Excellent (4 stars)
Rated PG-13 for pervasive violent action sequences and a rude gesture
Running time: 134 minutes
Production Studios: Marvel Studios / Walt Disney Pictures
Distributor: Walt Disney Studios Motion Pictures
Chadwick Boseman has already made quite a career out of portraying a variety of prominent African-Americans, from football star Floyd Little (The Express), to baseball great Jackie Robinson (42), to Godfather of Soul James Brown (Get on Up) to U.S. Supreme Court Justice Thurgood Marshall (Marshall). The versatile actor’s efforts have been appreciated by the NAACP which has seen fit to nominate him for five Image Awards.
Although Black Panther is a fictional character, the role is ostensibly of no less significance than the historical figures Chadwick has played in the past. That’s because black kids have rarely had a superhero that looks like them to root for, even in Africa, where the Lord of the Jungle, Tarzan, was white, too.
Consequently, advance ticket sales for this Afrocentric origins tale have been through the roof, and I’m happy to report that audiences will not be disappointed. For, the film not only features a dignified protagonist and a socially-relevant plotline, but it’s also a worthy addition to the Marvel Cinematic Universe franchise.
The picture was directed by Ryan Coogler (Creed) who made the most of his $200 million budget, between visually-captivating special effects and an A-list cast which includes Academy Award-winners Forest Whitaker (for The Last King of Scotland) and Lupita Nyong’o (for 12 Years a Slave), Oscar-nominee Angela Bassett (for What’s Love Got to Do with It), as well as Michael B. Jordan, Daniel Kaluuya and Sterling K. Brown.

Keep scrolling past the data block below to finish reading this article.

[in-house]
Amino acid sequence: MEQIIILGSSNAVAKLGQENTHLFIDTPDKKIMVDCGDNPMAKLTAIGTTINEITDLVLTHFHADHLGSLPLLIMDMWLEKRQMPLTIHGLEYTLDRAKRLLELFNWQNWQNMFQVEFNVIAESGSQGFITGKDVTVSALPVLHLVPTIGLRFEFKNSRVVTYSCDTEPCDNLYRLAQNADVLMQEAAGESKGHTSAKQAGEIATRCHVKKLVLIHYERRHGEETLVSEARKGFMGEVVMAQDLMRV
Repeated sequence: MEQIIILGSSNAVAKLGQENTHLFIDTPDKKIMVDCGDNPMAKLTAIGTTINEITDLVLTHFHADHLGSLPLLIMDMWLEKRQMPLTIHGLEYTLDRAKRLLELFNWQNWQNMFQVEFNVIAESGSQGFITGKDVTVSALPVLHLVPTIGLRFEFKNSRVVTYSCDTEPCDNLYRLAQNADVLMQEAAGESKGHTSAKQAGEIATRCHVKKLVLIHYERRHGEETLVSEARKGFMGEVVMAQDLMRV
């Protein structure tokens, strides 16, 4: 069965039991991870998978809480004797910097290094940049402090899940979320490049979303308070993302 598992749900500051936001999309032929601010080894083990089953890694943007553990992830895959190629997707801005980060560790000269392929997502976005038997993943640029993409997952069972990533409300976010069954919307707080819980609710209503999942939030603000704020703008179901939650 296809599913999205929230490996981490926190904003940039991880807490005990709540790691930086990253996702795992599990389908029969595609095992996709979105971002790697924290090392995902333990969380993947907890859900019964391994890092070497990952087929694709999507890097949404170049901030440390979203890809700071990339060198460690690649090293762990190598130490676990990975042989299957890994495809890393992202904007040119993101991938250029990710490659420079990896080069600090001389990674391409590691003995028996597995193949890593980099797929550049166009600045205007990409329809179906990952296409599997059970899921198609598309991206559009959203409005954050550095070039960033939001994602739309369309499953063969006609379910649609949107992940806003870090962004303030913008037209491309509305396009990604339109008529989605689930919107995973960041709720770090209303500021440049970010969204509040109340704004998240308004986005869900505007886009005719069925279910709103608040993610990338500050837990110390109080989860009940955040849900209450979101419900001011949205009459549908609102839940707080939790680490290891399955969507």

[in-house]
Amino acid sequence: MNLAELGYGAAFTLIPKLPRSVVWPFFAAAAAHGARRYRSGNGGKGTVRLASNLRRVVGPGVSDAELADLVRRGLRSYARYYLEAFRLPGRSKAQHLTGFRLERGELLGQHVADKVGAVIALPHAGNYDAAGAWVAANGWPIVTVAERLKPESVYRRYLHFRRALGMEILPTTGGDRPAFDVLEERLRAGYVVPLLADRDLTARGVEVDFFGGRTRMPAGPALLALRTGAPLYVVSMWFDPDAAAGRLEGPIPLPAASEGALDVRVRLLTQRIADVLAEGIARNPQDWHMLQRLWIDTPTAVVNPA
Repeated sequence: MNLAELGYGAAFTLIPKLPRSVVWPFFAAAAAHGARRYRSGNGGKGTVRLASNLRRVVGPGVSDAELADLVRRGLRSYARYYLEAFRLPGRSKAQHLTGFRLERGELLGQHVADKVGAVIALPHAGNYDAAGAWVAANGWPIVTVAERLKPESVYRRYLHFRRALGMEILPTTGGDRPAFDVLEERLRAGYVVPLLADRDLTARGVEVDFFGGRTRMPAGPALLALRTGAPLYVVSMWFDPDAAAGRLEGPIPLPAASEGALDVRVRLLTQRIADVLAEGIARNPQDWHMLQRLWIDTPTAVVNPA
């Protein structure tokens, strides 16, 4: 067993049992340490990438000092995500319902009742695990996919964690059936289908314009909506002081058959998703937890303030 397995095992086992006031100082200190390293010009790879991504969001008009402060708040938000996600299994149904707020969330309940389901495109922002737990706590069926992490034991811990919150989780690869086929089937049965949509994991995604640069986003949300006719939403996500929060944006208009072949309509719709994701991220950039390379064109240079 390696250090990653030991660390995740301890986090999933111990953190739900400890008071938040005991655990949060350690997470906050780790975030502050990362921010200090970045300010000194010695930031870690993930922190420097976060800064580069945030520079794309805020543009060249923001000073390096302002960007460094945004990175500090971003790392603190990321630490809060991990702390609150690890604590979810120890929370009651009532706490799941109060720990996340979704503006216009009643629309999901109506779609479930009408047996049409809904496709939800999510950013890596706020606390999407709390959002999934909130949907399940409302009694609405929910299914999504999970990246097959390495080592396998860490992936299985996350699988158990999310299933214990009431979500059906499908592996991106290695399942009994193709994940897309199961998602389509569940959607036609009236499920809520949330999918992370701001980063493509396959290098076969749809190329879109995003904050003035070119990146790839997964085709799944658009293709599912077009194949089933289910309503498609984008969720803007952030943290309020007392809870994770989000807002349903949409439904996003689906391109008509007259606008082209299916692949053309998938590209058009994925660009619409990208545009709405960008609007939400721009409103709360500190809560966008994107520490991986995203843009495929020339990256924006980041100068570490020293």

At the point of departure, we learn that in ancient times the five tribes of Africa went to war over vibranium, a meteorite which imbues its holder with superhuman powers. Fast-forward to the present and we find T’Challa (Boseman) being summoned home to the fictional nation of Wakanda to assume the reins of power in the wake of the passing of his father, King T’Chaka (John Kani).
Complicating matters is the fact that a number of other warriors covet the throne and that a South African arms smuggler (Andy Serkis) is trying to get his hands on some vibranium. Not to worry. T’Challa has a capable CIA agent (Martin Freeman) and a trio of loyal females on his side in his 16- year-old sister (Letitia Wright), his ex-girlfriend (Nyong’o) and a two-fisted bodyguard (Danai Gurira).
What ensues is an edge of the seat roller coaster ride every bit as entertaining as any Spider-Man, Wonder Woman or other superhero adventure. Simply ‘Marvel’-ous!